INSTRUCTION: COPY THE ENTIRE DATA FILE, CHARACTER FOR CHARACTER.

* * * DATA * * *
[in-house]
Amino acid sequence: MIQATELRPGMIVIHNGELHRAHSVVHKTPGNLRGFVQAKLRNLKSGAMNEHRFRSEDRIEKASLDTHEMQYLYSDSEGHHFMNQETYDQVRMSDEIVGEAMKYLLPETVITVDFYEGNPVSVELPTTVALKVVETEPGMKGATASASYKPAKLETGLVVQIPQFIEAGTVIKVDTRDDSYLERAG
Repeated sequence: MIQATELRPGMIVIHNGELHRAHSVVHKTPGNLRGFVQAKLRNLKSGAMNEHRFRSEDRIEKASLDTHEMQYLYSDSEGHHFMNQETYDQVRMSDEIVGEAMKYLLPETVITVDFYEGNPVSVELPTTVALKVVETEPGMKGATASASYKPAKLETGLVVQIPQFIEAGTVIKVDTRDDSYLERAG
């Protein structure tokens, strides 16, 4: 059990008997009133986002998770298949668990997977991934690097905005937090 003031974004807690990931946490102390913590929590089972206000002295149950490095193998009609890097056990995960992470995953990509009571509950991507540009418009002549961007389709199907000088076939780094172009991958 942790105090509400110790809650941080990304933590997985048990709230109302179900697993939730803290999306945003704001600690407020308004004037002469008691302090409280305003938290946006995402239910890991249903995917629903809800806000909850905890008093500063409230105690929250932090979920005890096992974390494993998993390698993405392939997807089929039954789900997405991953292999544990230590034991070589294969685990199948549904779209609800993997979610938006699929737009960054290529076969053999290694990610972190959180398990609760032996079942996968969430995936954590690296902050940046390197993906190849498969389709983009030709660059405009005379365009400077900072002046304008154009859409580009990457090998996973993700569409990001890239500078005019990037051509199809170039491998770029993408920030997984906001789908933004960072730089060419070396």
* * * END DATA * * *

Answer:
[in-house]
Amino acid sequence: MIQATELRPGMIVIHNGELHRAHSVVHKTPGNLRGFVQAKLRNLKSGAMNEHRFRSEDRIEKASLDTHEMQYLYSDSEGHHFMNQETYDQVRMSDEIVGEAMKYLLPETVITVDFYEGNPVSVELPTTVALKVVETEPGMKGATASASYKPAKLETGLVVQIPQFIEAGTVIKVDTRDDSYLERAG
Repeated sequence: MIQATELRPGMIVIHNGELHRAHSVVHKTPGNLRGFVQAKLRNLKSGAMNEHRFRSEDRIEKASLDTHEMQYLYSDSEGHHFMNQETYDQVRMSDEIVGEAMKYLLPETVITVDFYEGNPVSVELPTTVALKVVETEPGMKGATASASYKPAKLETGLVVQIPQFIEAGTVIKVDTRDDSYLERAG
């Protein structure tokens, strides 16, 4: 059990008997009133986002998770298949668990997977991934690097905005937090 003031974004807690990931946490102390913590929590089972206000002295149950490095193998009609890097056990995960992470995953990509009571509950991507540009418009002549961007389709199907000088076939780094172009991958 942790105090509400110790809650941080990304933590997985048990709230109302179900697993939730803290999306945003704001600690407020308004004037002469008691302090409280305003938290946006995402239910890991249903995917629903809800806000909850905890008093500063409230105690929250932090979920005890096992974390494993998993390698993405392939997807089929039954789900997405991953292999544990230590034991070589294969685990199948549904779209609800993997979610938006699929737009960054290529076969053999290694990610972190959180398990609760032996079942996968969430995936954590690296902050940046390197993906190849498969389709983009030709660059405009005379365009400077900072002046304008154009859409580009990457090998996973993700569409990001890239500078005019990037051509199809170039491998770029993408920030997984906001789908933004960072730089060419070396």